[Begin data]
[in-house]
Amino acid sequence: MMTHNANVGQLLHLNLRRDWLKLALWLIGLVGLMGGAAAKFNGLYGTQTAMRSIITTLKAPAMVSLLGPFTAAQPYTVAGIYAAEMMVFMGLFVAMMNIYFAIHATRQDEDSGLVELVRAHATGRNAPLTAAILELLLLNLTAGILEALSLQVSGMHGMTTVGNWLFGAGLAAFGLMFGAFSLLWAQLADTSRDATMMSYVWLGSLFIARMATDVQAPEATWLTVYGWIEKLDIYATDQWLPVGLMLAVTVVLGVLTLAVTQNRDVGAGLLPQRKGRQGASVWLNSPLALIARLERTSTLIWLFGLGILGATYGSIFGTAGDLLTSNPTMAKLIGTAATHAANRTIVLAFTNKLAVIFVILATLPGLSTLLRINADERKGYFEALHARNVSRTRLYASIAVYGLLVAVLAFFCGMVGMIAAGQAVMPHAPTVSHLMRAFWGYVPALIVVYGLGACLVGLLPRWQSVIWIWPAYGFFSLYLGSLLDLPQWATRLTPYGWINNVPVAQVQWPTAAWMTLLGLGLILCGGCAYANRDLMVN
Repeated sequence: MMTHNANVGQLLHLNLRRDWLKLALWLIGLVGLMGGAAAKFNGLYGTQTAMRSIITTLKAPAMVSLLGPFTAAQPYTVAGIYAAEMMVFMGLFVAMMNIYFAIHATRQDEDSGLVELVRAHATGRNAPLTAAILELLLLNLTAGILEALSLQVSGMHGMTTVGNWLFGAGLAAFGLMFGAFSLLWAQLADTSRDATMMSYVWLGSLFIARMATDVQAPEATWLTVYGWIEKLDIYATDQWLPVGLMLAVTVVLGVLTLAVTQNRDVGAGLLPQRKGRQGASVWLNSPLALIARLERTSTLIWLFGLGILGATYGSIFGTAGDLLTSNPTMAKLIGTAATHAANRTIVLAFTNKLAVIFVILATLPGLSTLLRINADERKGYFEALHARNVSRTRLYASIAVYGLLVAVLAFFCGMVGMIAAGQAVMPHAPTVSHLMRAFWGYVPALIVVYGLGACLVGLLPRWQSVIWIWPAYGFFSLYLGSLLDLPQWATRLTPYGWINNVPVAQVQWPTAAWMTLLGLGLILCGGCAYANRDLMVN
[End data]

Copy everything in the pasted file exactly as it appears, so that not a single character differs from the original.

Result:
[in-house]
Amino acid sequence: MMTHNANVGQLLHLNLRRDWLKLALWLIGLVGLMGGAAAKFNGLYGTQTAMRSIITTLKAPAMVSLLGPFTAAQPYTVAGIYAAEMMVFMGLFVAMMNIYFAIHATRQDEDSGLVELVRAHATGRNAPLTAAILELLLLNLTAGILEALSLQVSGMHGMTTVGNWLFGAGLAAFGLMFGAFSLLWAQLADTSRDATMMSYVWLGSLFIARMATDVQAPEATWLTVYGWIEKLDIYATDQWLPVGLMLAVTVVLGVLTLAVTQNRDVGAGLLPQRKGRQGASVWLNSPLALIARLERTSTLIWLFGLGILGATYGSIFGTAGDLLTSNPTMAKLIGTAATHAANRTIVLAFTNKLAVIFVILATLPGLSTLLRINADERKGYFEALHARNVSRTRLYASIAVYGLLVAVLAFFCGMVGMIAAGQAVMPHAPTVSHLMRAFWGYVPALIVVYGLGACLVGLLPRWQSVIWIWPAYGFFSLYLGSLLDLPQWATRLTPYGWINNVPVAQVQWPTAAWMTLLGLGLILCGGCAYANRDLMVN
Repeated sequence: MMTHNANVGQLLHLNLRRDWLKLALWLIGLVGLMGGAAAKFNGLYGTQTAMRSIITTLKAPAMVSLLGPFTAAQPYTVAGIYAAEMMVFMGLFVAMMNIYFAIHATRQDEDSGLVELVRAHATGRNAPLTAAILELLLLNLTAGILEALSLQVSGMHGMTTVGNWLFGAGLAAFGLMFGAFSLLWAQLADTSRDATMMSYVWLGSLFIARMATDVQAPEATWLTVYGWIEKLDIYATDQWLPVGLMLAVTVVLGVLTLAVTQNRDVGAGLLPQRKGRQGASVWLNSPLALIARLERTSTLIWLFGLGILGATYGSIFGTAGDLLTSNPTMAKLIGTAATHAANRTIVLAFTNKLAVIFVILATLPGLSTLLRINADERKGYFEALHARNVSRTRLYASIAVYGLLVAVLAFFCGMVGMIAAGQAVMPHAPTVSHLMRAFWGYVPALIVVYGLGACLVGLLPRWQSVIWIWPAYGFFSLYLGSLLDLPQWATRLTPYGWINNVPVAQVQWPTAAWMTLLGLGLILCGGCAYANRDLMVN